This ambiguity is deliberate. Rizal is very aware of personalities as analogies, comparaciones rather than singularities, existing within a dialectic of ideas and forces, not simply as a flat image without a glass backing—without a mirror of comparisons. It is hard to see the elite Simoun without seeing his translation, or reflection, in the poor orphan Basilio in the scenes they have with each other, or to view poet Isagani without his twin, lawyer Señor Pasta, in that dialogue in which they both appear: scene by scene, Rizal keeps projecting one character in the other, and not only that, one book into the other, mirroring perhaps the multiplicity of his own desires and, more obviously, the rigors of his highly reflexive intellect.
As I have already noted in the novel Raymundo Mata, it is no accident that Ibarra’s middle name is Magsalin, an infinitive verb, a pun, meaning both to translate and to transfuse blood—to me the name shows how aware he was of words, homonyms, and doubling texts running in our veins. In his Miscellaneous Writings, he gossips about his friends, such as the pseudo-novelist Paterno, in code—he’s a word trickster. One hears him laughing as he sets up his unexpected cryptogram for resurrecting that cryptic head in the Fili’s Quiapo Fair chapter—the password Deremof—an anagram not in his novel’s Spanish but in unexpected yet prophetic English, a double-tongued sword, meaning freedom.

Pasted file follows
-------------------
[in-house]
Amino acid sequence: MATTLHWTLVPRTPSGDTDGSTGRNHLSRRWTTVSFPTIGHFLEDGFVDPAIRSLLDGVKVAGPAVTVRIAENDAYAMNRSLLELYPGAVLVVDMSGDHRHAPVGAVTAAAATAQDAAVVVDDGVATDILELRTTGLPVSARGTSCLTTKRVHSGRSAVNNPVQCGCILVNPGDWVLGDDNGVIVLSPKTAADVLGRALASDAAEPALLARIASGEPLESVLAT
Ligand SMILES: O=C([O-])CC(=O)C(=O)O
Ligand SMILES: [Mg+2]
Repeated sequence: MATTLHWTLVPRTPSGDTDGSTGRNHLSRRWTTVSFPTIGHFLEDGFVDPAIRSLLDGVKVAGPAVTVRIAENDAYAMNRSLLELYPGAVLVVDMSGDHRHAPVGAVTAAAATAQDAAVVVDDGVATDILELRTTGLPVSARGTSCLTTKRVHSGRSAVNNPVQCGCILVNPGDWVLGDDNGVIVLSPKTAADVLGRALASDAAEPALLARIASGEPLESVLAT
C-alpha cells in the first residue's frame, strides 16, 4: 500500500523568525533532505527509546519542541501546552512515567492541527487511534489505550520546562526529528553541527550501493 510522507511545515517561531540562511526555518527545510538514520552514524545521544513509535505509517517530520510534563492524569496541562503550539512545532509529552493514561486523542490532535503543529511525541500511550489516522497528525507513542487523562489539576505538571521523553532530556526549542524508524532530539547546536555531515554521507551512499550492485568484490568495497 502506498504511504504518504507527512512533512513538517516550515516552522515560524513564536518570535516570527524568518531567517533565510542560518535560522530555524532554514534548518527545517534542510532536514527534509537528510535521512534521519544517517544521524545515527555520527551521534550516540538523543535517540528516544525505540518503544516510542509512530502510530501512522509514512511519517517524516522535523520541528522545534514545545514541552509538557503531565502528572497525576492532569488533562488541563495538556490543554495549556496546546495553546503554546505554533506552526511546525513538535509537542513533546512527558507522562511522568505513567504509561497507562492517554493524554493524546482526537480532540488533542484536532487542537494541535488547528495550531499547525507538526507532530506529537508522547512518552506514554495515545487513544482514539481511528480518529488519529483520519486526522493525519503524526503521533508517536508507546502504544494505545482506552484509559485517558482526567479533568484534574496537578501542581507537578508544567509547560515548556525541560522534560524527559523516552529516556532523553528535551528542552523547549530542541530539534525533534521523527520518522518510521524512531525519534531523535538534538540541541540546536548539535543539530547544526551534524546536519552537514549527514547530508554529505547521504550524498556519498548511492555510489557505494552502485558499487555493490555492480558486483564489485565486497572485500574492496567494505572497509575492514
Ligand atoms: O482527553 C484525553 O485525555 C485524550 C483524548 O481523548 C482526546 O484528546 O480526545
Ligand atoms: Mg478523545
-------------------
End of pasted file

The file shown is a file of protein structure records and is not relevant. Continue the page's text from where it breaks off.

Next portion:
Thus, any consideration of the representation of the elite or of peasants or of diaspora or of womanhood and any other social studies themes must consider the profoundly analogical, refractive acts of representation that run through these novels: there is nothing flat in the work of Rizal. There is trickery in his texts: he’s a demonic comparative thinker—and highly aware of readership, or acts of reading and writing in the text. These art gestures in his novels must be front and center in any reading of his words. Even in his practice as a novelist, he exercised reflexivity and found a way to read himself, and so forge his fresh, astonishing style in the Fili. And he creates, in the figure of Simoun, perhaps, his twin of himself, a doppelganger—a desperate, despairing fixer of plots: that is, a fictionist.
Too often we fail to imagine Rizal as a writer who is creating fiction, hence our flat readings of our nation, the Philippines, in the otherwise fascinatingly unstable mirror of his words.